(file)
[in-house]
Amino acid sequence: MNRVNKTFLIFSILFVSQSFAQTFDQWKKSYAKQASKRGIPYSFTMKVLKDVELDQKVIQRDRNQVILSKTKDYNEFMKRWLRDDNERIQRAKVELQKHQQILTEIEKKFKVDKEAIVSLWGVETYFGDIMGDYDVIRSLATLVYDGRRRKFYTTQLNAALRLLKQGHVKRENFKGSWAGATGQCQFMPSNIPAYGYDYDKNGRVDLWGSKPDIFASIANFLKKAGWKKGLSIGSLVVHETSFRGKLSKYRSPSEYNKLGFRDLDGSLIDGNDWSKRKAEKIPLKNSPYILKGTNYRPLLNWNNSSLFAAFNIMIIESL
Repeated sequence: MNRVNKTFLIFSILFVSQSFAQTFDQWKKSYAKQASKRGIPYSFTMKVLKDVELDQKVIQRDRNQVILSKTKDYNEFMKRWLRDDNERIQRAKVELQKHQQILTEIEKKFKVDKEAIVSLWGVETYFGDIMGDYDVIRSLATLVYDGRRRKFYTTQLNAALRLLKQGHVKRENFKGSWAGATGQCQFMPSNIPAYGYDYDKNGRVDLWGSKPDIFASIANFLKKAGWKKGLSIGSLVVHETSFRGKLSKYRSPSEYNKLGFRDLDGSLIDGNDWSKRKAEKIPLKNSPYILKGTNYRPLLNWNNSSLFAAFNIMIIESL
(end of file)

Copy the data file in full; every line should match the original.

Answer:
[in-house]
Amino acid sequence: MNRVNKTFLIFSILFVSQSFAQTFDQWKKSYAKQASKRGIPYSFTMKVLKDVELDQKVIQRDRNQVILSKTKDYNEFMKRWLRDDNERIQRAKVELQKHQQILTEIEKKFKVDKEAIVSLWGVETYFGDIMGDYDVIRSLATLVYDGRRRKFYTTQLNAALRLLKQGHVKRENFKGSWAGATGQCQFMPSNIPAYGYDYDKNGRVDLWGSKPDIFASIANFLKKAGWKKGLSIGSLVVHETSFRGKLSKYRSPSEYNKLGFRDLDGSLIDGNDWSKRKAEKIPLKNSPYILKGTNYRPLLNWNNSSLFAAFNIMIIESL
Repeated sequence: MNRVNKTFLIFSILFVSQSFAQTFDQWKKSYAKQASKRGIPYSFTMKVLKDVELDQKVIQRDRNQVILSKTKDYNEFMKRWLRDDNERIQRAKVELQKHQQILTEIEKKFKVDKEAIVSLWGVETYFGDIMGDYDVIRSLATLVYDGRRRKFYTTQLNAALRLLKQGHVKRENFKGSWAGATGQCQFMPSNIPAYGYDYDKNGRVDLWGSKPDIFASIANFLKKAGWKKGLSIGSLVVHETSFRGKLSKYRSPSEYNKLGFRDLDGSLIDGNDWSKRKAEKIPLKNSPYILKGTNYRPLLNWNNSSLFAAFNIMIIESL